ArkLaTex teens face tough summer job market - KSLA News 12 Shreveport, Louisiana News Weather & Sports

ArkLaTex teens face tough summer job market

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SHREVEPORT, LA (KSLA) -

Friday may be the first full day of summer. But the summer job market is already well underway. And with a staggering unemployment rate for teenagers across the country, it's tough for some teens to find work right now.

The nation's teen unemployment rate stands at more than 24 percent. That's according to research by the Employment Policies Institute. And it marks the fifth straight year the teen jobless rate exceeds 20 percent.

Analysts say with the sluggish economy, older Americans and even 20-something workers are competing for the same low-level positions that typically might go to a teenager. And worse yet, the best time to look for that summer job was back in April and May.

But experts encourage young job seekers to stay flexible and persistent. That includes Jacques Lasseigne, the Director of Field Operations for the Louisiana Workforce Commission. "It's never too late because you could probably find some opportunities but your choice of work may not be as good as it was in April or may," said Lasseigne.

For the millions of teenagers who've been trying to find a summer job this year, the challenges are all too real. "I need a job so bad," explained teenager Abby Stone. Stone said she won't give up until she lands some kind of job this summer.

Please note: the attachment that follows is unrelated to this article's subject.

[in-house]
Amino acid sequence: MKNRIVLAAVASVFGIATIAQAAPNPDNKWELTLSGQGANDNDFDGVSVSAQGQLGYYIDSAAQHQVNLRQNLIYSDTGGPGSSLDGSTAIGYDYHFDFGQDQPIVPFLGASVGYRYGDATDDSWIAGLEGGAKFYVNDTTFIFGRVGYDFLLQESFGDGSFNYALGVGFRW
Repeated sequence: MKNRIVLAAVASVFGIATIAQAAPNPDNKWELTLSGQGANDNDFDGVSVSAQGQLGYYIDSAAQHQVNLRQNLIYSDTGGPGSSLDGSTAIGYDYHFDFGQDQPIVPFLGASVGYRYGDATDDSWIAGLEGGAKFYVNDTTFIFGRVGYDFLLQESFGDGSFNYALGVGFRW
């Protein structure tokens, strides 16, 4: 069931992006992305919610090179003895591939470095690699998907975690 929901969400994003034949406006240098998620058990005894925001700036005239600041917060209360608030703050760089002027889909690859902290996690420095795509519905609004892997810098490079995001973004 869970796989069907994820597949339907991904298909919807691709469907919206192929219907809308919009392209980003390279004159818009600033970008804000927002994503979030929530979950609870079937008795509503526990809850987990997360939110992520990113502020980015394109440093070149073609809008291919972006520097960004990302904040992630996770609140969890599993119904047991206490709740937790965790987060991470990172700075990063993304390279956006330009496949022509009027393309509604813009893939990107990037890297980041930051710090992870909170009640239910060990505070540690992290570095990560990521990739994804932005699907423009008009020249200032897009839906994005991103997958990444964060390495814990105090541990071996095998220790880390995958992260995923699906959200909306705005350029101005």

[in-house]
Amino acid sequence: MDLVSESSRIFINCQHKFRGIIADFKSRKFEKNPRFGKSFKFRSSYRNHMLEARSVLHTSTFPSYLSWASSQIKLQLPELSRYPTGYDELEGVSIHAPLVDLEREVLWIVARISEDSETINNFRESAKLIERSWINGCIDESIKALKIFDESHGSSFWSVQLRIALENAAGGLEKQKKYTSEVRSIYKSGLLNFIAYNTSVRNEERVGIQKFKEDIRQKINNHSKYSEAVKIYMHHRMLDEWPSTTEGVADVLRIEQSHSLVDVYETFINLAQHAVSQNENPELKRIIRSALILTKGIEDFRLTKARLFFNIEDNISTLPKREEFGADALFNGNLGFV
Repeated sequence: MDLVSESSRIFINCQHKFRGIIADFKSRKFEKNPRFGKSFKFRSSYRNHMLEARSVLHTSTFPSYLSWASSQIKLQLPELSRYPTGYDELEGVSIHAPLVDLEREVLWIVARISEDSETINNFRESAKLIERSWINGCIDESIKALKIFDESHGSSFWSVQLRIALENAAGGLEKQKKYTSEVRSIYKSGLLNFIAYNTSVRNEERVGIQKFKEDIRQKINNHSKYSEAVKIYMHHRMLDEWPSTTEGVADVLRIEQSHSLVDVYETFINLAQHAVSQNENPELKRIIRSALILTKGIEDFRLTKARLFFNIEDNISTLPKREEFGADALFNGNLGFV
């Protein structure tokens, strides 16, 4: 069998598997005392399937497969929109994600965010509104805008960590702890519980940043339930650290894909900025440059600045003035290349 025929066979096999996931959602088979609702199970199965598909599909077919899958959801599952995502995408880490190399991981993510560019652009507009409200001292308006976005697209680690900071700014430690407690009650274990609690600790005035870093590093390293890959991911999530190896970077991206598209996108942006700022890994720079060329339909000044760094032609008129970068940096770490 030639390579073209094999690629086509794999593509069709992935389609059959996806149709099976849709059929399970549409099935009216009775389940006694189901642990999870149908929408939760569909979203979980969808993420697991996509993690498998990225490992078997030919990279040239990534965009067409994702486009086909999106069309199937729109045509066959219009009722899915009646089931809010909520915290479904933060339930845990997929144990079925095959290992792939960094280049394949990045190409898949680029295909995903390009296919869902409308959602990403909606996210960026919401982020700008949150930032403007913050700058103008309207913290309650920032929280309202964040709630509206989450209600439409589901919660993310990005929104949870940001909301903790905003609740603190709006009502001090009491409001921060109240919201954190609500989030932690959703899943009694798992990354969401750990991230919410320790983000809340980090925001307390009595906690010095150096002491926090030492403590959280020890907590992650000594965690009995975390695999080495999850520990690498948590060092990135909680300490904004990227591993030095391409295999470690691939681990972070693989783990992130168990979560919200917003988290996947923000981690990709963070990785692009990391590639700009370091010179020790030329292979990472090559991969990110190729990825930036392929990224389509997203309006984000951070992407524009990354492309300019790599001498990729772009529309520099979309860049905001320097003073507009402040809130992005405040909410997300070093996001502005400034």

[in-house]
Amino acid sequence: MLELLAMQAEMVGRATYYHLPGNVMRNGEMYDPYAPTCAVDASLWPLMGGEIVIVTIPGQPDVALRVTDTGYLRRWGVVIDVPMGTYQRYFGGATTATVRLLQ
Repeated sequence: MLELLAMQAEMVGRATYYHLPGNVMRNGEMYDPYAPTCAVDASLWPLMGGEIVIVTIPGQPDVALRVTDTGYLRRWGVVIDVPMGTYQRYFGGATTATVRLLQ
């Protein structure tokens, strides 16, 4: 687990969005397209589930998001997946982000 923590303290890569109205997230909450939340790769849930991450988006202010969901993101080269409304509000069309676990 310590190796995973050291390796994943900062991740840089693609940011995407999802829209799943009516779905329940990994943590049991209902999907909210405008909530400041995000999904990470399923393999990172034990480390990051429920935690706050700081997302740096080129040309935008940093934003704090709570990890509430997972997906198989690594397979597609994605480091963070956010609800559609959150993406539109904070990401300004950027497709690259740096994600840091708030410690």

Stone lamented, "I've been applying to literally every job. I've been looking for like 5 weeks now. but, I'm not sure."

Back at the LA Workforce Commission office in Shreveport, Lasseigne offered some advice for young job seekers: Dress for success, have a positive attitude and lose the cell phone-period. "Employers tell us that they have, they're in an interview process with a young person, talking with them and the young person gets a call and they answer the phone in the interview, and they're texting during the interview. So, young people don't understand you don't do that."

Analysts aren't just blaming the sluggish economy for leaving adults competing for low-level jobs with teenagers. They say teens have also been hurt by the raising of minimum wage, leaving fewer positions open for everybody.

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